Cottage food laws have been passed in 31 American states, including Texas, Florida, and New York. Nine states have pending cottage food laws, at various stages of debate and approval. The gist of these laws is the same (though the details of the legislation vary greatly): they allow individuals to cook low-risk food items in their homes and sell and distribute them to the public.
The impetus behind the law is a removal of the major stumbling block for start-up food entrepreneurs: access to a commercial kitchen. A certified commercial kitchen in most major centres will run you at least $20/hour.
The laws, depending on where you live in the US, stipulate allowable foods: pies, jams, flavoured vinegars, herb mixes, or dehydrated fruits and vegetables, among others. The commonality lies in the fact that the approved foods must pose a minimal consumption risk.
Home food processors sometimes have to pay a small permit fee, either annually or one-time only, which can be anywhere from $30 to $300. Some states, like Texas, put a cap on the income that a home food processor can make on an annual basis. Texas sets that cap at $50,000/year. Others, like Minnesota, basically guarantee that the home producing business will stay a supplementary source of income, with a cap of $5,000/year.
In terms of whom a producer can sell to, some states allow only direct-to-consumer distribution, while in others an individual can conduct online sales, or sales to grocery stores, farmer’s markets, and restaurants.
Logistically, how could it work in Canada? First, home producers could be required to have a food handler’s certificate, and it wouldn’t be a bad idea to consider a ‘no pets’ rule. There could be mandatory cleaning processes instituted for every home kitchen, and potentially spot checks by health inspectors. Individuals with approved home kitchens could receive the equivalent of a DineSafe certificate, similar to those issued to restaurants once they’ve met public health criteria; this certification could be displayed in all marketing materials and be available for review at any time by the public.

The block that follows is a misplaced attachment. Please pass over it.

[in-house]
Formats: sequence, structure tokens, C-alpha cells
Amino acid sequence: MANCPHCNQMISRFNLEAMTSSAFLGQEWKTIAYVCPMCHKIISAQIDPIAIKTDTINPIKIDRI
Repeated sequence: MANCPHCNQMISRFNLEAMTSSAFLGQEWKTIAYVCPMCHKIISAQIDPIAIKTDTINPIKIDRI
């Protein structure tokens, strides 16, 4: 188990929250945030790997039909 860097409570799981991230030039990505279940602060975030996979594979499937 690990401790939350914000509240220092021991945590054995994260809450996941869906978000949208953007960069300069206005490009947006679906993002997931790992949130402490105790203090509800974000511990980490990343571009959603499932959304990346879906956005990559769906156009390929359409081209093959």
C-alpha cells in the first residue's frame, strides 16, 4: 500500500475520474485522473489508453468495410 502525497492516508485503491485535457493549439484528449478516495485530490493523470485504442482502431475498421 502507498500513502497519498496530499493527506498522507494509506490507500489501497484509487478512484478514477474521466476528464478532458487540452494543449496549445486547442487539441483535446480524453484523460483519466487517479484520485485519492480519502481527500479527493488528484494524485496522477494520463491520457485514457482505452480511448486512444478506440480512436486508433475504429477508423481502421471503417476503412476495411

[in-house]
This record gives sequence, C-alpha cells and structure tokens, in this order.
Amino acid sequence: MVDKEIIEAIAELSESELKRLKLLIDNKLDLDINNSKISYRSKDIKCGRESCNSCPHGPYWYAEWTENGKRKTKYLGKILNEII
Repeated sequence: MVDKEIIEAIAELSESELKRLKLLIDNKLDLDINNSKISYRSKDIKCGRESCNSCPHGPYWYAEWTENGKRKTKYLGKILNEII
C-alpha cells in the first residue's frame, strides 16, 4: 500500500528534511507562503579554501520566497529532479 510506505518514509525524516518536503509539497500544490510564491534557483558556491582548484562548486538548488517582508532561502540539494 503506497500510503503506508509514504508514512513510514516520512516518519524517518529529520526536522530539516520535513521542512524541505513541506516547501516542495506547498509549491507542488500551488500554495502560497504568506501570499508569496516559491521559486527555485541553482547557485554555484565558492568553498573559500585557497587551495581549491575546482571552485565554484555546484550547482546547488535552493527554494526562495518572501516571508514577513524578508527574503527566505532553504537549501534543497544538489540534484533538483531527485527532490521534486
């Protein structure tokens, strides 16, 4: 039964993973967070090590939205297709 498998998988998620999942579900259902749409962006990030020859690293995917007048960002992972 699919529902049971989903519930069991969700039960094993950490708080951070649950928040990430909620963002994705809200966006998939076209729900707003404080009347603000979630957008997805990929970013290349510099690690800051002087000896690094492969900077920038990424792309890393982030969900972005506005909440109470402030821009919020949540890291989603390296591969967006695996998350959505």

Labeling requirements could inform the customer that a product had indeed been produced in an approved home kitchen. Instituting a reasonable cap on annual income would mean that your home business could only get so big before you have to get into the ring with the brick and mortar businesses, which makes good sense from an economic competitiveness perspective.
All this to say, with the right checks and balances, cottage food laws could work in Canada. They would provide viable economic opportunities for a growing community of food entrepreneurs, all chomping at the bit to throw their hat (or pie, in this case) in the ring.